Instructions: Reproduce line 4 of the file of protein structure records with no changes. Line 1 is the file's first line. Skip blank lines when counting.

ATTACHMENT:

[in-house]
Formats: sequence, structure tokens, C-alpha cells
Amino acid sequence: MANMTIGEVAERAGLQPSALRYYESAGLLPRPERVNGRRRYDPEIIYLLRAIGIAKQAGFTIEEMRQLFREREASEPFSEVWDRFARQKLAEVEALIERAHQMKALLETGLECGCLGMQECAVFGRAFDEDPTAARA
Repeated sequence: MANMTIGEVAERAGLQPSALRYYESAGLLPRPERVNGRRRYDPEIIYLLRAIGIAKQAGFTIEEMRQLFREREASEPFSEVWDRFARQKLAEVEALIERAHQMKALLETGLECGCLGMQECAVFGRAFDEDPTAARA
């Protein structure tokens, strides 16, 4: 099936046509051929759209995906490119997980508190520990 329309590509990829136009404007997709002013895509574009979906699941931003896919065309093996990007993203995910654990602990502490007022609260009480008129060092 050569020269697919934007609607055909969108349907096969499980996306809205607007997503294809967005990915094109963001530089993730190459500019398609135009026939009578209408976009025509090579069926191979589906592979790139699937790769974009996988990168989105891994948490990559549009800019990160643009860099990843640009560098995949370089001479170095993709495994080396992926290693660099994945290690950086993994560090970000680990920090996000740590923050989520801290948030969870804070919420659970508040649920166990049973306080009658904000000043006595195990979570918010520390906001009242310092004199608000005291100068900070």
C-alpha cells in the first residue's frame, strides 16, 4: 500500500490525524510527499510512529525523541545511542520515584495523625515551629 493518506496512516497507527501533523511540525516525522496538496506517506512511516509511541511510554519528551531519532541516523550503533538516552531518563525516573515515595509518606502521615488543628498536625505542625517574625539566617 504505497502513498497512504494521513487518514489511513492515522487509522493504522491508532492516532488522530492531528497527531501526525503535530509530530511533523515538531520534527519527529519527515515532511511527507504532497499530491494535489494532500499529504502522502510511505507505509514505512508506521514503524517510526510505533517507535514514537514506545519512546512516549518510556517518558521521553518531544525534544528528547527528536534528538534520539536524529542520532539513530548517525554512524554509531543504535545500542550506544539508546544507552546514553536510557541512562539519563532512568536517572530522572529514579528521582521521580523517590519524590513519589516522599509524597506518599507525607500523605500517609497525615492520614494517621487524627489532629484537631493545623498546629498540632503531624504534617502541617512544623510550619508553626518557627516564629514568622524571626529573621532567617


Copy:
Repeated sequence: MANMTIGEVAERAGLQPSALRYYESAGLLPRPERVNGRRRYDPEIIYLLRAIGIAKQAGFTIEEMRQLFREREASEPFSEVWDRFARQKLAEVEALIERAHQMKALLETGLECGCLGMQECAVFGRAFDEDPTAARA